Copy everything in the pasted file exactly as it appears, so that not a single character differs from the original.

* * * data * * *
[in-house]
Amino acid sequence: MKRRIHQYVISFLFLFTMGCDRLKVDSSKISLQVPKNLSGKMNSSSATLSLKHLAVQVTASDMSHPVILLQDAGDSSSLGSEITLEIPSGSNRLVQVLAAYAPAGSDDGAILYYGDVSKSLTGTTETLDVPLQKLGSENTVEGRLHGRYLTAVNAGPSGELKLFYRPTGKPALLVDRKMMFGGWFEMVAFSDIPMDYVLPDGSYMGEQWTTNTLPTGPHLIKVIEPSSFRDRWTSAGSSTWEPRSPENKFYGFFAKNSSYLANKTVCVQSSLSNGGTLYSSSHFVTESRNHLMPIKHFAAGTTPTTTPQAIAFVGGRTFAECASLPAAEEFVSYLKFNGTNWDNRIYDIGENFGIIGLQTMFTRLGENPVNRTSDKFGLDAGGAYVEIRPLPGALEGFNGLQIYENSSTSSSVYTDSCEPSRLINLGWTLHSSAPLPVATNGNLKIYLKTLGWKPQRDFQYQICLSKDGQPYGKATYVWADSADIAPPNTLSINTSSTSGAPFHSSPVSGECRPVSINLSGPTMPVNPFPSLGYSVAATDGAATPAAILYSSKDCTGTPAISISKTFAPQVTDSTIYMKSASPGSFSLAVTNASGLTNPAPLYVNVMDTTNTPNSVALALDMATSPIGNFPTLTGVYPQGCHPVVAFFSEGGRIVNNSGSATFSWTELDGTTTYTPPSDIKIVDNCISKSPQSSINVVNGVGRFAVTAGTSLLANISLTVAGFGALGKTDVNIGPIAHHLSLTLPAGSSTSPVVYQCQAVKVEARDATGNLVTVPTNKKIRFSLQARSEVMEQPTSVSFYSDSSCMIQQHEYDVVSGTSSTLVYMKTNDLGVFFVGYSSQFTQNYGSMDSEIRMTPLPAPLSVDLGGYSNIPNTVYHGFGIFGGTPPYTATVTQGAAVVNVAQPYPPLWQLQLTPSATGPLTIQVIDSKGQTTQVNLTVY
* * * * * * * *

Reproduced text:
[in-house]
Amino acid sequence: MKRRIHQYVISFLFLFTMGCDRLKVDSSKISLQVPKNLSGKMNSSSATLSLKHLAVQVTASDMSHPVILLQDAGDSSSLGSEITLEIPSGSNRLVQVLAAYAPAGSDDGAILYYGDVSKSLTGTTETLDVPLQKLGSENTVEGRLHGRYLTAVNAGPSGELKLFYRPTGKPALLVDRKMMFGGWFEMVAFSDIPMDYVLPDGSYMGEQWTTNTLPTGPHLIKVIEPSSFRDRWTSAGSSTWEPRSPENKFYGFFAKNSSYLANKTVCVQSSLSNGGTLYSSSHFVTESRNHLMPIKHFAAGTTPTTTPQAIAFVGGRTFAECASLPAAEEFVSYLKFNGTNWDNRIYDIGENFGIIGLQTMFTRLGENPVNRTSDKFGLDAGGAYVEIRPLPGALEGFNGLQIYENSSTSSSVYTDSCEPSRLINLGWTLHSSAPLPVATNGNLKIYLKTLGWKPQRDFQYQICLSKDGQPYGKATYVWADSADIAPPNTLSINTSSTSGAPFHSSPVSGECRPVSINLSGPTMPVNPFPSLGYSVAATDGAATPAAILYSSKDCTGTPAISISKTFAPQVTDSTIYMKSASPGSFSLAVTNASGLTNPAPLYVNVMDTTNTPNSVALALDMATSPIGNFPTLTGVYPQGCHPVVAFFSEGGRIVNNSGSATFSWTELDGTTTYTPPSDIKIVDNCISKSPQSSINVVNGVGRFAVTAGTSLLANISLTVAGFGALGKTDVNIGPIAHHLSLTLPAGSSTSPVVYQCQAVKVEARDATGNLVTVPTNKKIRFSLQARSEVMEQPTSVSFYSDSSCMIQQHEYDVVSGTSSTLVYMKTNDLGVFFVGYSSQFTQNYGSMDSEIRMTPLPAPLSVDLGGYSNIPNTVYHGFGIFGGTPPYTATVTQGAAVVNVAQPYPPLWQLQLTPSATGPLTIQVIDSKGQTTQVNLTVY